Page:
Parkinson's Action Network Showcases Groundbreaking Parkinson's Research at Postdoctoral Investigator Poster Session

On Monday, February 27, the Parkinson's Action Network hosted its first-ever Postdoctoral Investigator Poster Session.  At this event, postdoctoral investigators from leading medical colleges and universities showcased their research with potential implications for Parkinson's disease, and shared how grateful they were for the opportunity to meet and talk with Parkinson's advocates from across the country who were in Washington for PAN's Leadership Forum.

The more than 100 attendees browsed the displays, spoke with researchers, and learned more about what kind of work is being done not just to understand Parkinson's disease, but also get closer to better treatments and a cure.

"We were pleased with the turnout and excitement around this inaugural poster session, and we can't wait to do it again next year," said PAN CEO Amy Comstock Rick.  "To see researchers engaging with people with Parkinson's, talking about their work, and then going to Capitol Hill later in the week to meet with their elected officials about research funding really brought our work full circle."

The researchers then stayed in Washington that week for the 2012 PAN Leadership Forum where they learned about PAN's work in Washington on behalf of the Parkinson's community, heard from government officials about federally funded work, and talked with others about how to educate and raise awareness about Parkinson's disease and the work they do.  They became engaged advocates who are now an important component of PAN's powerful grassroots network.

"This session gave me an opportunity to meet with many people with Parkinson's and recognize their difficulties in daily life; now I know why I have to work harder," said Biju Chandu of the University of Texas at San Antonio.

You can click here to see photos of the poster session, and "meet" the researchers who presented their work.  For further reference, below is a list of the researchers, their institution affiliations, and the title of their study:

1)  Ravi Akundi
University of Kentucky
Neurological, cell signaling and metabolic defects in PINK1-deficient mice support a link between diabetes and early-onset Parkinson's disease

2)  Navneet Ammal Kaidery
Weill Cornell Medical College
Targeting Nrf2-mediated gene transcription by extremely potent synthetic triterpenoids attenuate dopaminergic neurotoxicity in the MPTP-mouse model of Parkinson's disease

3)  Carolina Cebrián Parajon
Columbia University
Expression of MHC-I on substantia nigra and locus coeruleus of human control and Parkinson's disease subjects:  Implications in dopaminergic neuronal degeneration

4)  Lama Chahine
University of Pennsylvania
Clinical and Biochemical Differences between Parkinson's Disease Patients With and Without Mutations in the Glucocerebrosidase Gene

5)  Biju Chandu
University of Texas, San Antonio
Bone marrow-derived microglia based neurturin delivery protects against dopaminergic neurodegeneration in a mouse model of Parkinson's disease

6)  Arthur Fitzmaurice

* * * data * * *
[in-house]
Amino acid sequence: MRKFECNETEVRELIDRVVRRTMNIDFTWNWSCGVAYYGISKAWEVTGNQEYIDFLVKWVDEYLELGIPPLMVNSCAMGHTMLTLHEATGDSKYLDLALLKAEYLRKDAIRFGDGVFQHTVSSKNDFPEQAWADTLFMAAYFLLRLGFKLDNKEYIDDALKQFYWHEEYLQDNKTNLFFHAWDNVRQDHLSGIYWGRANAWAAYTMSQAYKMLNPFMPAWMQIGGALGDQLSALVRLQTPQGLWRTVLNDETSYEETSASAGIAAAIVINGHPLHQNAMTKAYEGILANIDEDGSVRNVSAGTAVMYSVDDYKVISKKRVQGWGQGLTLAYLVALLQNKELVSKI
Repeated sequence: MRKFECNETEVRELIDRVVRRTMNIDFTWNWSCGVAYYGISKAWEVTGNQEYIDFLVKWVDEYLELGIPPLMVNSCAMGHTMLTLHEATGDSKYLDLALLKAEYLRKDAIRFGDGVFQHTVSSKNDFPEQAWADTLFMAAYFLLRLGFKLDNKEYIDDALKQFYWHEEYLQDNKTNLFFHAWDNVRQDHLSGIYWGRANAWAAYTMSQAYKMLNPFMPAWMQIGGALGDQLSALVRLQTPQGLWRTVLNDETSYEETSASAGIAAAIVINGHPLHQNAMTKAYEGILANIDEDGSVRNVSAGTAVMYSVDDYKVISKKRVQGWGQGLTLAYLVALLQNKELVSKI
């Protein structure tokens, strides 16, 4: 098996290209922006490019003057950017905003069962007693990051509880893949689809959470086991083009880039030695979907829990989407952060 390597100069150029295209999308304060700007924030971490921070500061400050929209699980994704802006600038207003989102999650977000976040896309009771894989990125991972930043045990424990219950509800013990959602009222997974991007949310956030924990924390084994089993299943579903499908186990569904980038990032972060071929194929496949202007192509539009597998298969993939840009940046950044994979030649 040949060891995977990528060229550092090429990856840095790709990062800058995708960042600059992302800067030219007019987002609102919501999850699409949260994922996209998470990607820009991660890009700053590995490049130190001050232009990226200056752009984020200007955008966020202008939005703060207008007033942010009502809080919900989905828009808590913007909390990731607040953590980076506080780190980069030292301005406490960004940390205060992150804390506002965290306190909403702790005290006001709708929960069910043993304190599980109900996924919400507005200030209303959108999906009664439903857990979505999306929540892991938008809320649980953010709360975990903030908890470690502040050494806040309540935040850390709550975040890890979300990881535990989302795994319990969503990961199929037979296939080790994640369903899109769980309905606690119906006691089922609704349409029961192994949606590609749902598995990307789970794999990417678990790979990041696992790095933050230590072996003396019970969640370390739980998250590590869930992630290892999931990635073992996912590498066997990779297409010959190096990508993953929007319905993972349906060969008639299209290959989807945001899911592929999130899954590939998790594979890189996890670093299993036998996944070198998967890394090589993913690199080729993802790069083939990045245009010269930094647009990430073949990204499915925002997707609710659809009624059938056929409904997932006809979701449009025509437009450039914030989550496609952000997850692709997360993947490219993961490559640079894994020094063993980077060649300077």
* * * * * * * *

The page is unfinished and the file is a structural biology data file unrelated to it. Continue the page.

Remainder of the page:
University of California, Los Angeles
In vitro, in vivo, and epidemiologic studies implicate aldehyde dehydrogenase inhibition in the pathogenesis of Parkinson's disease

7)  Kalynda Gonzales
Emory University
Regulation of Striatal Cholinergic Interneurons: Synaptic Inputs from GABAergic Neurons in non-Human Primates

8)  Hakeem Lawal
David Geffen School of Medicine at UCLA
Over-expression of the vesicular monoamine transporter protects dopaminergic neurons against environmental toxins in a Drosophila model for sporadic Parkinson's disease

9)  Yunjong Lee
Johns Hopkins University
Accumulation of the parkin substrate AIMP2 leads to a progressive and selective dopaminergic degeneration via PARP1 activation

10)  Pei Chen Lee
University of California, Los Angeles
Traumatic brain injury, Paraquat Exposure and Parkinson's Disease:  A Study of Environment-Environment Interactions

11)  Elly Liao
University of Minnesota
Pathological activation of c-Abl and p53 by alpha-synuclein pathology:  Potential therapeutic targets for PD?  

12)  Iddo Magen
University of California, Los Angeles
Cognitive dysfunction and cholinergic alterations prior to DA loss in mice over-expressing wild-type human alpha-synuclein (Thy1-aSyn mice)

13)  Laurie Sanders
University of Pittsburgh
Mitochondrial DNA damage:  An early biomarker in Parkinson's disease?

14)  Sindhu Srivatsal
University of Washington
People with Parkinson Disease and "Normal" MMSE Score Have a Broad Range of Cognitive Performance

15)  Elizabeth Stegemöller
University of Florida
Rate-dependent impairments in repetitive finger movements in Parkinson's disease are associated with changes in movement-related cortical oscillations and coherence

16)  Christina Vaughan
Rush University
Executive Function Correlates with Axial Signs as Detected by the MDS-UPDRS

17)  Jiasheng Zhang
University of California, San Francisco
HIPK2 as a Therapeutic Target in Mitochondrial Damage and Degeneration of Ventral Midbrain Dopaminergic Neurons

If you are a researcher and interested in presenting at future poster sessions, or working with PAN as an advocate for research funding, please contact Elizabeth Kwasnik, Outreach Program Assistant, at 202.638.4101 x111, or [email protected]

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